Ian and Jenny Harris

Sheepwash is beautiful in the spring, particularly when we get the sort of weather we have enjoyed during the last six weeks. Part of the pleasure is to see the fields filling up with lambs and spring-born calves, and the meadows around the village have now got plenty of both.

If you are walking in the fields to the north of the parish it is likely that these will belong to Ian and Jenny Harris. Of course, farming is not the only Harris enterprise – Jenny runs a catering business serving family celebrations and company hospitality events.

Ian and Jenny live in Pretoria House, so named because a neighbour’s father, Mr Newcombe, fought in the Boer War.

Ian HarrisIan was born in the village, as was his mother. His father was born in Merton. Jenny is a farmer’s daughter from near Torrington, and is the youngest of thirteen children, twelve still living – what a lot of birthdays to remember! Ian, in contrast, is an only child.

They have two daughters, Katie and Emma, who are both continuing with the family farming lifestyle. Katie is married to a farmer, and Emma is shortly to follow suit and also works for an agricultural consultancy company – Promar International.

Unlike most farmers, Ian and Jenny did not inherit farms from their parents. Ian’s father was a farm worker in the village and Jenny, being one of 13, did not inherit a farm either. Ian started work as a farm worker, first for Michael Pedrick and then on a part-time basis for the Gilbert family at Newcourt Barton. At the same time he worked nights at Harper’s Feed Mill in Holsworthy and he started in farming in his own right by buying sixteen ewes at Hatherleigh market and renting some grass keep. Gradually the farm business expanded by renting and buying more land, and the Harris’s now farm some 270 acres.

jenny harrisMeanwhile, Jenny embarked on a career in catering at Edgehill and Shebbear Colleges, and subsequently at the Half Moon. Nowadays, through her catering business, Jenny does an average of about three or four events a month (for example, she did most of the catering for the recent royal wedding celebration in the village Square). She does a lot of business with farming people, and customers are attracted by word of mouth, so the two family businesses fit together to some extent.

A major event in farming in Devon was the outbreak of foot and mouth disease in 2001. The Harris’s stock were the second to be diagnosed in the county. All were destroyed, including a valuable pedigree Charolais cow and calf, which they had just bought. It was an awful time for a farm-based village like Sheepwash. Everybody was affected by the shutdown of the countryside.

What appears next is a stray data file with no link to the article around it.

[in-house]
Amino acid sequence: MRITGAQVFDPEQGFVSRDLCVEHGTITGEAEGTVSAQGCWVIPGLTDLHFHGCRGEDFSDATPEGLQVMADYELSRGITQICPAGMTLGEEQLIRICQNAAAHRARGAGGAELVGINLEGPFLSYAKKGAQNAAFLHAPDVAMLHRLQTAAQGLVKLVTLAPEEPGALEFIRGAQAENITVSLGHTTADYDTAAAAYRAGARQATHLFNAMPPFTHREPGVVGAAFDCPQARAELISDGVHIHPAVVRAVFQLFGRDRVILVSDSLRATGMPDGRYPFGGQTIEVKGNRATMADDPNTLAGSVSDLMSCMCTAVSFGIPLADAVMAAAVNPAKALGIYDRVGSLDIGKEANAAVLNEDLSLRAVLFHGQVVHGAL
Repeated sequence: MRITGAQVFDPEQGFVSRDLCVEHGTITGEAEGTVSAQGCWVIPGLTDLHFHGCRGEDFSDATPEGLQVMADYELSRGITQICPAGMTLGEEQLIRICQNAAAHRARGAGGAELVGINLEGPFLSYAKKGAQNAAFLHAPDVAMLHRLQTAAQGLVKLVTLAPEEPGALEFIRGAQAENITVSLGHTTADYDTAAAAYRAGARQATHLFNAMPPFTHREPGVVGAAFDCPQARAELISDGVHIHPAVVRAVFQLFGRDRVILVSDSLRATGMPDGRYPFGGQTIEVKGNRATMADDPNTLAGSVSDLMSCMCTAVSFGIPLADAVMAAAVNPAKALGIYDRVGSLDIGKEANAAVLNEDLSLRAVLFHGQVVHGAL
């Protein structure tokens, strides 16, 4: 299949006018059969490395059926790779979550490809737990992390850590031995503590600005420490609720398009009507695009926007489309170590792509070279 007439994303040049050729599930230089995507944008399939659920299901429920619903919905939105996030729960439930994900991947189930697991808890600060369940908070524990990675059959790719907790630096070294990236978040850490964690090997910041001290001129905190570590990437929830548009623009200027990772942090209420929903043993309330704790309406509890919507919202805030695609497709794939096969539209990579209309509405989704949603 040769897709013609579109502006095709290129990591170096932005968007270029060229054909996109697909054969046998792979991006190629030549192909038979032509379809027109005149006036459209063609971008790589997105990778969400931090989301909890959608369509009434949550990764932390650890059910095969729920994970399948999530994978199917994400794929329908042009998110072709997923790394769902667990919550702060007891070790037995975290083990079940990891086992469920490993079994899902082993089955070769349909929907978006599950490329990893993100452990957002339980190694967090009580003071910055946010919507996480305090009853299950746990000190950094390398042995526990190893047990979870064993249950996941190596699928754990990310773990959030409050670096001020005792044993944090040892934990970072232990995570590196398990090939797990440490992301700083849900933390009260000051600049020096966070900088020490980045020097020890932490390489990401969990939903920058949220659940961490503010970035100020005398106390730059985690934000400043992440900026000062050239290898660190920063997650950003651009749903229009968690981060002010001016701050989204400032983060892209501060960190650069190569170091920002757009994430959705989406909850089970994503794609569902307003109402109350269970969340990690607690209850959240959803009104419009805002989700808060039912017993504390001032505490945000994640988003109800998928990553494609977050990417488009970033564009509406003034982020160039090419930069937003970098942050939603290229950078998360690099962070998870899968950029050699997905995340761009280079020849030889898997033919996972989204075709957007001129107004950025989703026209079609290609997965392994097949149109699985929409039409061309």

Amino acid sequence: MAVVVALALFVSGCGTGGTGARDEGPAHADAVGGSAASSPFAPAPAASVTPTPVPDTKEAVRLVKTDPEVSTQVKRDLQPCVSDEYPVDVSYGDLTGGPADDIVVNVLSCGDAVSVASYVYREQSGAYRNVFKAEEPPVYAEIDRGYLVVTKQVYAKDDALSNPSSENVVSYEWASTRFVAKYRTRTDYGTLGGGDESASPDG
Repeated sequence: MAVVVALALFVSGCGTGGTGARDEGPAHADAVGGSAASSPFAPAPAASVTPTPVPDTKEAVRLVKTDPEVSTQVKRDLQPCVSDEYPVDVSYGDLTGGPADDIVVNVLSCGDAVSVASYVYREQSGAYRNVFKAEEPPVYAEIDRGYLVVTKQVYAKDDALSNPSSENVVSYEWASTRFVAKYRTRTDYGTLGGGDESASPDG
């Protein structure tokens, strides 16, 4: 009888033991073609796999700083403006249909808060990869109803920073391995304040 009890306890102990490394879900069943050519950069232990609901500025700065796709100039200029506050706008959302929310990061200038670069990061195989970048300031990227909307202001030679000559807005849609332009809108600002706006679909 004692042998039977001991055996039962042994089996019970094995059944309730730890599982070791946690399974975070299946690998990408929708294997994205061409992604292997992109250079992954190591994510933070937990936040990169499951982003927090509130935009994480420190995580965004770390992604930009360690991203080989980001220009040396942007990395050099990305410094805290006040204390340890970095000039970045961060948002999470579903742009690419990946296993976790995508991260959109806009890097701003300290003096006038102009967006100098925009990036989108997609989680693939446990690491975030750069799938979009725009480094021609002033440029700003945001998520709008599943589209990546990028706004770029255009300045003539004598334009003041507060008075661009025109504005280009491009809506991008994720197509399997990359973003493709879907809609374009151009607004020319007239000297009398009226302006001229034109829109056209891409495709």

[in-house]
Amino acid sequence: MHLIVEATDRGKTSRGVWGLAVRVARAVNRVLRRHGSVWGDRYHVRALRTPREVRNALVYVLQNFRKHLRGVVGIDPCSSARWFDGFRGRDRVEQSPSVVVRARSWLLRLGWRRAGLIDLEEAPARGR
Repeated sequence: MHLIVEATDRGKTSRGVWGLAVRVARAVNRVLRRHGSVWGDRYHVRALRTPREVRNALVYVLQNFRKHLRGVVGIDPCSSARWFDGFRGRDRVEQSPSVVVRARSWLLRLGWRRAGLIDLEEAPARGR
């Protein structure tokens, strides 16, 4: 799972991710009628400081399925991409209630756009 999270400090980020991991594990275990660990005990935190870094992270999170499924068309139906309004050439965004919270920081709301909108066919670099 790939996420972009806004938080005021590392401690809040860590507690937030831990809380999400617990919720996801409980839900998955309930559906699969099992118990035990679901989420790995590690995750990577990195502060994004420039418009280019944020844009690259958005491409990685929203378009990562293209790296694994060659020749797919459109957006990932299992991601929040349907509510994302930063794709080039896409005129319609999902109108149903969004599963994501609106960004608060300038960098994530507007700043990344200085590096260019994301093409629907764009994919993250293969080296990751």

The farm business is now based at Middlecott .The main enterprises are a suckler cow herd and two flocks of breeding sheep. There are thirty suckler cows which are Hereford crosses and served by a Charolais bull. The cows calve in the spring. The bull calves are not castrated and are sold when they are about twelve months old – current prices are about £1,000 to £1,100 each. The heifers are sold at about two and a half years old, when they are worth between £800 and £1,000. In addition to the home-bred calves, store (half-grown) cattle are purchased and taken through to finished weight.

The Harris’s beef is produced for Tesco’s. They receive an assured price which is higher than the general wholesale price, because high standards of animal welfare and food safety have to be maintained to be an approved Tesco supplier, and the farm is inspected to ensure that this is the case.

There are two sheep flocks, numbering altogether some 350 ewes. One flock lambs in January and the lambs are sold in May and June (when lamb prices are at their highest), and the second flock lambs in the first week in April.

There are a large number of sheep breeds in the UK and most lambs that are produced are crosses between one breed and another. The Harris’s have Suffolk, Texel and Charolais rams and the ewes are themselves crosses between Suffolks and Mules. The aim is to have fathers which produce good quality carcasses and mothers which are thrifty, bear plenty of twins and triplets and produce plenty of milk for the lambs.

The lambs go to Waitrose, and the same sorts of conditions apply as to the beef. Sheep meat prices, whether mutton or lamb, are at an all time high, mainly because of a high level of exports and reduced availability of New Zealand lamb, much of which now goes to the Middle and Far East.

Ian and Jenny do all of the work themselves – there is no hired labour. It is hard work, with long hours and, at times, like early lambing in January, conditions can be very bleak, and cows often need assistance with calving at the most inconvenient times! An added complication is that the Harris’s live in the village and the farm is some three miles away at Middlecott, so it is not possible to just pop out of the back door to check on a calving cow.

One of Ian’s regrets is that it would be far more difficult for a young person today to do what he and Jenny have done – entry into farming without a considerable amount of capital backing or an inherited farm is virtually impossible. When agricultural land does come onto the market it is nearly always purchased by existing farmers rather than new entrants.

Despite the long hours, and frustrations when things go wrong, the Harris’s clearly enjoy what they are doing and the way in which they have built up their businesses over the years.

David Ansell

June 2011 (Summer issue)